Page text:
Publication of the Inquiry Report


The Inquiry has had to delay its Report

The Chair of the Inquiry, Sir Brian Langstaff, said: “When we completed the last hearings, the question I was most asked was when we would publish.  I said it would be late autumn.  I have been obliged to recognise that the sheer volume and scale of the material that needs to be explained, the weight of criticisms made of individuals and organisations, and the way we are legally required to deal with them, mean that this is simply not realistic.  I wanted, and I know that Inquiry participants wanted, it to be earlier, but I must now say that we expect to publish in March.  It would be misleading not to tell you that now, when we are clear that we cannot make this autumn however hard we try.”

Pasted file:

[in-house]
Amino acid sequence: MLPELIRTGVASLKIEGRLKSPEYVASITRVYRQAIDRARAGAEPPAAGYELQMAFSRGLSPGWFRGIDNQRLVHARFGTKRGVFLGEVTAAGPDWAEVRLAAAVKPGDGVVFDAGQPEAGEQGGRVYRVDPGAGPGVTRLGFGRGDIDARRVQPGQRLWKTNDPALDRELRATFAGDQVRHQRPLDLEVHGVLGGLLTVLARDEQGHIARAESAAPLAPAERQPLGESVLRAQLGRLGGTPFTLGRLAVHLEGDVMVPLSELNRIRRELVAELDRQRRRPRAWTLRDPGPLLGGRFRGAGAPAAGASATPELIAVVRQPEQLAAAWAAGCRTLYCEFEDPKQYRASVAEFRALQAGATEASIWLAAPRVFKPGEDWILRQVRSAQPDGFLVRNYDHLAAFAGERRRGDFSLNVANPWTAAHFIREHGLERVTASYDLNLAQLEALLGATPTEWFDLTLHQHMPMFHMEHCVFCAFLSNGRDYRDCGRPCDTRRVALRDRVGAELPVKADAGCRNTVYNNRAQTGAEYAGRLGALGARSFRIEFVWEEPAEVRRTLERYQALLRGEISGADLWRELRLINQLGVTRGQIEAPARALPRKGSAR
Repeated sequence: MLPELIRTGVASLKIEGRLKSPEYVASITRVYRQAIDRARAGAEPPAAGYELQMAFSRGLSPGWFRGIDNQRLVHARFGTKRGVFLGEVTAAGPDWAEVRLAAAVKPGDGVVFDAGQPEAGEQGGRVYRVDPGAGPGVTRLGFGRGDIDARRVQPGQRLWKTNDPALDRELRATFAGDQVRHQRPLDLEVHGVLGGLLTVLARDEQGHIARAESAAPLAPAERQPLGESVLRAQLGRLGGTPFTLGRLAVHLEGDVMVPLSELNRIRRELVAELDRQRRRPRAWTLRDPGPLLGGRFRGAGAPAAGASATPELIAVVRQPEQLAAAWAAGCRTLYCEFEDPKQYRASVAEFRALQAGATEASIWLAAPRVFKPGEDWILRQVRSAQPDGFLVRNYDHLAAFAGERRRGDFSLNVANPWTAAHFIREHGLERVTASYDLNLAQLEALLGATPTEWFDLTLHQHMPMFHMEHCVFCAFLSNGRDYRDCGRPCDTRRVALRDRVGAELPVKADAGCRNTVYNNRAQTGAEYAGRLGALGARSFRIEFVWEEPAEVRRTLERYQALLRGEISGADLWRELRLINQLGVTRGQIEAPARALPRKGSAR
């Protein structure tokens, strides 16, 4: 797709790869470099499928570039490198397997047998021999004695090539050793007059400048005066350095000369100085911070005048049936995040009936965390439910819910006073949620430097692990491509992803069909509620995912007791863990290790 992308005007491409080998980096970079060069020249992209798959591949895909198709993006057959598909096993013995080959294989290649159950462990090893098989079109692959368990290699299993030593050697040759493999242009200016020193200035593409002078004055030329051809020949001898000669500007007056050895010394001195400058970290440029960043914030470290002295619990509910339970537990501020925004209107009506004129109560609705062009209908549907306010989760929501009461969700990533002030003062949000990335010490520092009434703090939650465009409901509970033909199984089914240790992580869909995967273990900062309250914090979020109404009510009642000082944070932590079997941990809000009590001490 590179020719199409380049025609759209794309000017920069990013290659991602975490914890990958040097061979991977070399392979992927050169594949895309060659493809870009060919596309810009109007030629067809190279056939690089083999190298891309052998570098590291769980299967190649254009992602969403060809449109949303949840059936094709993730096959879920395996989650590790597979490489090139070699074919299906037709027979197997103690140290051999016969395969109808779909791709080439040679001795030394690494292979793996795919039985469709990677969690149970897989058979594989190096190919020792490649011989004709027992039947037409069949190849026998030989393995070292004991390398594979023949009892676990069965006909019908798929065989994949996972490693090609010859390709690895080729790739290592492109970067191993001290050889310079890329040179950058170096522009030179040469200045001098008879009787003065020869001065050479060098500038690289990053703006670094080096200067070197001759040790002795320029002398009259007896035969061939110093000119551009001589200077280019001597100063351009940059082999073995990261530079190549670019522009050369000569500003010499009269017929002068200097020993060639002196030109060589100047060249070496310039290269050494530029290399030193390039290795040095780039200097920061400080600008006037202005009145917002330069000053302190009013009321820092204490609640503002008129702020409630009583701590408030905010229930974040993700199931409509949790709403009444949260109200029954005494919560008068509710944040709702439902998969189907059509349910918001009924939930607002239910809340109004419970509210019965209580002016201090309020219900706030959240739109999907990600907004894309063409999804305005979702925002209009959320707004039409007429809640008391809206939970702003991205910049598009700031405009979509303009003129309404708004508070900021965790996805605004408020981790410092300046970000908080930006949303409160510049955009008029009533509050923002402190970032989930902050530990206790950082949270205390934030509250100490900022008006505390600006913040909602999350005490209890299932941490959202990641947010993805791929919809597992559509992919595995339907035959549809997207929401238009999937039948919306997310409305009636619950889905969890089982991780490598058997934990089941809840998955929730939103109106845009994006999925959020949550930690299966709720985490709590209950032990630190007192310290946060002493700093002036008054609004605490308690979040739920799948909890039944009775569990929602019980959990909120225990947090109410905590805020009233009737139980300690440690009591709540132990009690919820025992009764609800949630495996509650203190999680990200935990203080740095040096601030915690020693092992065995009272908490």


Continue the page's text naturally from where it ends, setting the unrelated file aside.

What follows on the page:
The summary of conclusions in the report about compensation included Sir Brian’s judgement: “My conclusion is that wrongs were done at individual, collective and systemic levels.  Not only do the infections themselves and their consequences merit compensation, but so too do the wrongs done by the way in which authority responded to what happened.”
The sheer volume of criticisms in the Inquiry Report to detail wrongs done over more than 50 years requires time for warning letters under the Inquiry Rules 2006.  
The Infected Blood Inquiry was set up under the Inquiries Act 2005, which is the law which gives the Inquiry its powers to compel witnesses and evidence.  The Inquiry Rules 2006 include a requirement that individuals and organisations subject to explicit or significant criticism in an inquiry report must receive warning letters so that any responses can be considered by the Chair before finalising the report.  In line with the statement of approach, the Inquiry team is not entering into correspondence concerning the terms of, or amendments to, any criticism or proposed criticism.
Registration will open on 17 January 2024 for the event in March.